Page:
The Music Industry has just entered into the great battle of its life and nobody realizes it. Nothing since the launch of Napster has had larger impact on the future of the recording business than Beyonce’s decision to push forward with an iTunes-only release.
It wasn’t the lack of promotion that was the shocker, nor the visual album that broke the ground. It was the mere decision to move ahead of physical retail. As only Tamar Braxton could say it best, SHE DID THAT. And not only did she do that, she did it well, breaking sales records all along the way.
Now, Target (in an entirely unwise move, in my opinion) has mobilized its rumored army and met Beyonce and the entire rest of the music industry, unwittingly dragged along, in the epic battle that no one previously wanted to fight. See, in all the years that I’ve worked in music, the most serious tension that existed, the push backwards against the trend toward digital, was the absolute paralyzing fear that if we did anything to upset physical retail, namely move forward with a digital release ahead of them, the world would absolutely end. Sun, so more. Just pitch. black. night. And no more record sales. It would end us. That fear kept us beholden to piracy, album leaks, and huge promotional spends to guarantee rack space and prioritization, even though everyone knows that physical CD’s are used as a loss leader everywhere it counts. Yes, the wrath of physical retail was the boogeyman that no one wanted to face, that no one in the music industry felt that we were strong enough to fight.
Enter Beyonce and her army of girl-power-infused “she-devil” feminists. And I use the term “she devil” with the utmost respect – it connotes a lack of fear. An “I don’t give a single f*ck and haven’t had any to give in an while” kind of bravado that not only must you respect, but if you’re any kind of institution, any kind of old school retail gatekeeper or guardsman, has got to have you shaking just a little in your well-entrenched boots. This battle you never thought you’d have to fight. This battle you’re going to lose; and truth be told, it was lost before the battle began. To borrow from Tamar Braxton again, SHE WON.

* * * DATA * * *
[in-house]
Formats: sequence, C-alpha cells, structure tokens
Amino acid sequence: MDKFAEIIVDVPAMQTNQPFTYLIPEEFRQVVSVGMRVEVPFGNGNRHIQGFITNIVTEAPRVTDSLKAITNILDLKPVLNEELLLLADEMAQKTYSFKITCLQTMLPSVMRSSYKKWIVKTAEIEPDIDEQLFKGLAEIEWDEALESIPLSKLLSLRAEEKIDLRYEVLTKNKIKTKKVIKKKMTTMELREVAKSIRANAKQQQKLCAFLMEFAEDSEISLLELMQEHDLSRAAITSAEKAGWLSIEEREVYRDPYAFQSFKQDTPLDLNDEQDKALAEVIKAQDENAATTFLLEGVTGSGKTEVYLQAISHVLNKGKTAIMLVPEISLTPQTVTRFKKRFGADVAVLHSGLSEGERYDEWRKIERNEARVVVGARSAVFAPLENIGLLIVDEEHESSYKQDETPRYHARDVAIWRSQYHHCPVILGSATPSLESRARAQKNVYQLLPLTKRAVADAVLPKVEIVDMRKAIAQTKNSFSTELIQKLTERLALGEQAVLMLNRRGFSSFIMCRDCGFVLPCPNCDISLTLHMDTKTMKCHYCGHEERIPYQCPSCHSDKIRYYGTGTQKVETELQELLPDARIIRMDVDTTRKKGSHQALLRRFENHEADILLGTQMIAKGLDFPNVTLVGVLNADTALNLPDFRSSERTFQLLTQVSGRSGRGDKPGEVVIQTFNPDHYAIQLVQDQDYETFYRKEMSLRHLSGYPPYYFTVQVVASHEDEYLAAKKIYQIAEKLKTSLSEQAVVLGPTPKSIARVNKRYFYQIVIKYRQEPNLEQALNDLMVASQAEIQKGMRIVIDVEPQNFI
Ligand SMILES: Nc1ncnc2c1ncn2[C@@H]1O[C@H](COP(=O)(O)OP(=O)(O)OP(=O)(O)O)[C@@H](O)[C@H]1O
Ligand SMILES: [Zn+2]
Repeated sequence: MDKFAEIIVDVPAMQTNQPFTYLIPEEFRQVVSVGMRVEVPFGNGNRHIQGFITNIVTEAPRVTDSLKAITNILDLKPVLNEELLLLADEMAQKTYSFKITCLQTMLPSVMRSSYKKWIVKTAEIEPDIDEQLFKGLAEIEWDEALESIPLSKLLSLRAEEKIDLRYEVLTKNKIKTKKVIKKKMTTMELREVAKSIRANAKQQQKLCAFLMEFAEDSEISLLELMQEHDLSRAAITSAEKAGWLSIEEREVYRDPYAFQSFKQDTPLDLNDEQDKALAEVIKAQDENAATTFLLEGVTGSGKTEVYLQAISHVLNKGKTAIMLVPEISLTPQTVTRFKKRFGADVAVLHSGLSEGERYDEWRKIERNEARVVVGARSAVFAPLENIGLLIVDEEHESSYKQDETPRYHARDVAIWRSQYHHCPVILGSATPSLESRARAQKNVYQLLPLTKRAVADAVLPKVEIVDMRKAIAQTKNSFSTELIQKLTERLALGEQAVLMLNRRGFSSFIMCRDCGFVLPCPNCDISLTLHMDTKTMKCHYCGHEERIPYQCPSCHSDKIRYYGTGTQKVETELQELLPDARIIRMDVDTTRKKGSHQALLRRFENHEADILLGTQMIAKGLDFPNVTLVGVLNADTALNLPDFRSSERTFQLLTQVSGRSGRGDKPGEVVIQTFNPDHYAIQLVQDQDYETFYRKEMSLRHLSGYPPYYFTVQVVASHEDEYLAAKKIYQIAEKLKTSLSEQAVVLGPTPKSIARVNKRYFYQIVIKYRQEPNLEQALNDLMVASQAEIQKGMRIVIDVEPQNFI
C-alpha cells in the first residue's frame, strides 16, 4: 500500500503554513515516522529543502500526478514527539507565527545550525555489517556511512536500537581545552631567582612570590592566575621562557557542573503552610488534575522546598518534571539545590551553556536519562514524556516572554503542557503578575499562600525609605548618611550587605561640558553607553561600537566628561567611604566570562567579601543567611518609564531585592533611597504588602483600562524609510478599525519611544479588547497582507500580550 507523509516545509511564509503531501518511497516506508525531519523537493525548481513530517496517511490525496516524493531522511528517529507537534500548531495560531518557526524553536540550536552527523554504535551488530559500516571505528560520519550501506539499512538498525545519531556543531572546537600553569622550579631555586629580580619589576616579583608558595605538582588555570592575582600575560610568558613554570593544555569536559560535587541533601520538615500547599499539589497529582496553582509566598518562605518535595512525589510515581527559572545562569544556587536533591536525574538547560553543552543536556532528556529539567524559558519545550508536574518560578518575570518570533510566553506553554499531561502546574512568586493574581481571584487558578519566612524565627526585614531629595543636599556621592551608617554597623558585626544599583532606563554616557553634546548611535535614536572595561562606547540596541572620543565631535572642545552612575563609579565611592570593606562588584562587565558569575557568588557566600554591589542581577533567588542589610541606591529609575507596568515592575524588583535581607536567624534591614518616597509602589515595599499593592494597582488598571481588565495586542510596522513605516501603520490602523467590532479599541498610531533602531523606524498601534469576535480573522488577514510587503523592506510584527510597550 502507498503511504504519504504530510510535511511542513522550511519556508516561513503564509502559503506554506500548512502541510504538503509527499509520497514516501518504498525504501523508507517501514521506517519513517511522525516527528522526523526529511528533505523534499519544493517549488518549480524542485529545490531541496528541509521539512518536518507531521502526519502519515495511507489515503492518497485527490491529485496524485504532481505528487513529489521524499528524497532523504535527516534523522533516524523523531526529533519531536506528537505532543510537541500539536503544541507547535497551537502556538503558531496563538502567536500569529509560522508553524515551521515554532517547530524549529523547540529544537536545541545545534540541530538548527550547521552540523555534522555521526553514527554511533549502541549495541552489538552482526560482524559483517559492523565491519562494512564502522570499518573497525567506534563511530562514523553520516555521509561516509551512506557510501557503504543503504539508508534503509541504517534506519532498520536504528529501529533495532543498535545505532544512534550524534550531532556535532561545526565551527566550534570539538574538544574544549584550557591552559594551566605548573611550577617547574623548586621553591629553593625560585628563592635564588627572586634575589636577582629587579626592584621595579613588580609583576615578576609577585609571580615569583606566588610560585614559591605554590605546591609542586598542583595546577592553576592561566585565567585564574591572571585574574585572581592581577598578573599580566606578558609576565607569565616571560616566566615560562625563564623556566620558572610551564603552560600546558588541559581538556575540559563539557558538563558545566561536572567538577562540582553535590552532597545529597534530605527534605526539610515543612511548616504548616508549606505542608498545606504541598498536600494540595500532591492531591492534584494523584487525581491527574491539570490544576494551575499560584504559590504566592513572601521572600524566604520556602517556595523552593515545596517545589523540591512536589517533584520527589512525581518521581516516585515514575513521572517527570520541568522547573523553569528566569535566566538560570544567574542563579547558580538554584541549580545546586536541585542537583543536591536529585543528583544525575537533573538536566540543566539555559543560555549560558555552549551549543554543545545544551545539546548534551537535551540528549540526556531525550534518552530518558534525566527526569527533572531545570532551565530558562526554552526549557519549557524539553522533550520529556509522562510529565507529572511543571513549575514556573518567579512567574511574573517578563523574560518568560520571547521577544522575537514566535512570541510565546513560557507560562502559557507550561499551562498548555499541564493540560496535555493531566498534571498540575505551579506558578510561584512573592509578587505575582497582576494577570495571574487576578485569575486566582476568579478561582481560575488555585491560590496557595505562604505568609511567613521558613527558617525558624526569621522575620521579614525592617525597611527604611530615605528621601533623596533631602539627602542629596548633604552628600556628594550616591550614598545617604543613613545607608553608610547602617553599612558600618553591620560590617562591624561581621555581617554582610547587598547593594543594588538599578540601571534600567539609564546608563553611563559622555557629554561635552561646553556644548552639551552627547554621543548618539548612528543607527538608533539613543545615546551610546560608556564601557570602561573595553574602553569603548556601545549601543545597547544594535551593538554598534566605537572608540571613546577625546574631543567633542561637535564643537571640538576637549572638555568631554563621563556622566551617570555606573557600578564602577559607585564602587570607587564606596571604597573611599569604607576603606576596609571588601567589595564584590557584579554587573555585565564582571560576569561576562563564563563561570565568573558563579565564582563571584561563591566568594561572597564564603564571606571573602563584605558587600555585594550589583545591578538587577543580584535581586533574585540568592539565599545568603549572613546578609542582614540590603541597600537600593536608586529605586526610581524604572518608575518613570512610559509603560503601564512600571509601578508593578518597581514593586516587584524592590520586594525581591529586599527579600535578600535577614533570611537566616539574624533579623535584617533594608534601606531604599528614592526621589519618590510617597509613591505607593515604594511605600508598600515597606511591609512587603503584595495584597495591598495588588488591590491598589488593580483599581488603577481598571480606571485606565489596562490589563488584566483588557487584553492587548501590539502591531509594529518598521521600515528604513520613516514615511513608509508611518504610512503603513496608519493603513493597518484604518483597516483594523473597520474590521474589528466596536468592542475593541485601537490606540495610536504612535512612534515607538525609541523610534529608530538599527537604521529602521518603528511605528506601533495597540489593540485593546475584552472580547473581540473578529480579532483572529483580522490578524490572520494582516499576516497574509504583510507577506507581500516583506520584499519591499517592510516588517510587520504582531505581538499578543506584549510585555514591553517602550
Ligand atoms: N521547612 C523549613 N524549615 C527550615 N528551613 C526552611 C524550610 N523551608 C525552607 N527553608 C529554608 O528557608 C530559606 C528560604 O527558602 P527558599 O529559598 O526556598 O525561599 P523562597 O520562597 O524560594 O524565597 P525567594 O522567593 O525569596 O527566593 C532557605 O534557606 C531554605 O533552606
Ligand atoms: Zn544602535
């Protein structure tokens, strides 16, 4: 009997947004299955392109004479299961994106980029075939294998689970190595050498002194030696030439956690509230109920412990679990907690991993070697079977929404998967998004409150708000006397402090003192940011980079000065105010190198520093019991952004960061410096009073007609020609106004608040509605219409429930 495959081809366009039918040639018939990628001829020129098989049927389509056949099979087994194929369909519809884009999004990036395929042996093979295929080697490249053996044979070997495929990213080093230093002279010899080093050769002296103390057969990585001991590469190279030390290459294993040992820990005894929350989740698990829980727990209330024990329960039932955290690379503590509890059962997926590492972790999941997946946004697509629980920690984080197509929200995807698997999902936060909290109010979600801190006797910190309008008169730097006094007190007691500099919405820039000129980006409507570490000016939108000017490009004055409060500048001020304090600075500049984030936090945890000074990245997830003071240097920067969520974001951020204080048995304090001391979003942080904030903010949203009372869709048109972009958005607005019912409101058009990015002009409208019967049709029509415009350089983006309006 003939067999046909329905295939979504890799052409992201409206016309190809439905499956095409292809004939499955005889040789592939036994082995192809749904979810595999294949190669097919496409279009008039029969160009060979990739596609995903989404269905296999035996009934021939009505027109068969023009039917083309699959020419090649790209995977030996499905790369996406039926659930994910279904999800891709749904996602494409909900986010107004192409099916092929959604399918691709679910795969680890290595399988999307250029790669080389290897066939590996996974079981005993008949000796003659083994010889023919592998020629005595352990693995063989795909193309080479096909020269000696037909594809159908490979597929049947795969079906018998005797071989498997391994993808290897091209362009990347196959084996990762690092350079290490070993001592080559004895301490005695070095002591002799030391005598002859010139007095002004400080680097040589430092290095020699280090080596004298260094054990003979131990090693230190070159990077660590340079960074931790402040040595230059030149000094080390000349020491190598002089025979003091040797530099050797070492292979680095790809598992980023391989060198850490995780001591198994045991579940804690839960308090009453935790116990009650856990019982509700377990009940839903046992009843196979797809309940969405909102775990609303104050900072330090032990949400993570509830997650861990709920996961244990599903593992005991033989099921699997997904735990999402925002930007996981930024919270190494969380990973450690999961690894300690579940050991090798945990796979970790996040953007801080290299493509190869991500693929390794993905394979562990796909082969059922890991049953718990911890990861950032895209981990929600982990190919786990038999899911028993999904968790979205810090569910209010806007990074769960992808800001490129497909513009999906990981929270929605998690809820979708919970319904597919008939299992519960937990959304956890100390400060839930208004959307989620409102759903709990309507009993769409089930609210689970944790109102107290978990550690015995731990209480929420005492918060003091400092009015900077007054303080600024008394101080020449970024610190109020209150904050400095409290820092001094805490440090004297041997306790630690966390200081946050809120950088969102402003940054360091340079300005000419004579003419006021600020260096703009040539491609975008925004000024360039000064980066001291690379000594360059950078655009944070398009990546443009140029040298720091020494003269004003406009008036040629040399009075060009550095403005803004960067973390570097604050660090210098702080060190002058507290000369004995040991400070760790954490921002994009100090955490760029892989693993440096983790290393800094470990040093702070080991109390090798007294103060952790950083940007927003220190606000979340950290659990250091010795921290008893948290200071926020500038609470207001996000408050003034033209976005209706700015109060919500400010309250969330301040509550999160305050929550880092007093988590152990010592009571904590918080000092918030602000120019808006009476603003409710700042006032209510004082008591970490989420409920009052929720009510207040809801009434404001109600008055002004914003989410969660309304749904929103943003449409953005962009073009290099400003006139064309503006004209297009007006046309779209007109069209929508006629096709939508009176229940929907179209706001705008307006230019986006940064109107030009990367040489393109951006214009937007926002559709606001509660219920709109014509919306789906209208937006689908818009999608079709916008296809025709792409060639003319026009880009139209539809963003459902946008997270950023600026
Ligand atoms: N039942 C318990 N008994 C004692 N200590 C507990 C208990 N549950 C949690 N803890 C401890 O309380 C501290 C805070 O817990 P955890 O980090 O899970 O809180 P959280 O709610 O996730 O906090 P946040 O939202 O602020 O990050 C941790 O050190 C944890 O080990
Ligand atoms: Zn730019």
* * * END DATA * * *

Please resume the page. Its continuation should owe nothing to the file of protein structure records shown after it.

It was only the fear of what might happen (loss of sales, not loss of physical retail support) that kept the music industry stuck with day and date release parity with physical retail. Now, thanks to Target, we get to see what actually will (or in this case won’t) be the actual repercussion. Remember the Cold War? Well, it was a war that was never intended to be fought. As was this with the music industry. Target should have never entered the battlefield. Walmart and Best Buy didn’t. At least this way, they could have always held the fear overhead and continued, for a while at least, to say “what if.” But now we know what if. Nothing is what. More sales at digital is what. Lack of leaks and thwarting piracy is what. iTunes is officially crowned King of Music is what. Digital wins.
And for all other industries living in fear of fighting this same battle, both sides should watch closely. Because if you chose to fight, one will have to die. If you choose to cooperate, you actually might step forward into what we like to call INNOVATION.